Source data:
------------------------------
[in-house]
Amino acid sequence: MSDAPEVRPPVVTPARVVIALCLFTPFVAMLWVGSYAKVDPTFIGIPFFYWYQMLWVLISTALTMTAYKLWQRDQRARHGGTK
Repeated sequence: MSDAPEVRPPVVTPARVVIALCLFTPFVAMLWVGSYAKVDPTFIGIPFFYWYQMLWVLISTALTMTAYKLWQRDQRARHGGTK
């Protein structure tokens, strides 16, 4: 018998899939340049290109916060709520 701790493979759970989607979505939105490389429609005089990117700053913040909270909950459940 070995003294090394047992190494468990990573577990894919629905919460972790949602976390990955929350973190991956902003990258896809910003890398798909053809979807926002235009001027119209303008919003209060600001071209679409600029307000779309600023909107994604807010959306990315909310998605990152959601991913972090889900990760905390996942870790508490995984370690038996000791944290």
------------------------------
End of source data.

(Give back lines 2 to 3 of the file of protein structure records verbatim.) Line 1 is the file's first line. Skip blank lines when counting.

Amino acid sequence: MSDAPEVRPPVVTPARVVIALCLFTPFVAMLWVGSYAKVDPTFIGIPFFYWYQMLWVLISTALTMTAYKLWQRDQRARHGGTK
Repeated sequence: MSDAPEVRPPVVTPARVVIALCLFTPFVAMLWVGSYAKVDPTFIGIPFFYWYQMLWVLISTALTMTAYKLWQRDQRARHGGTK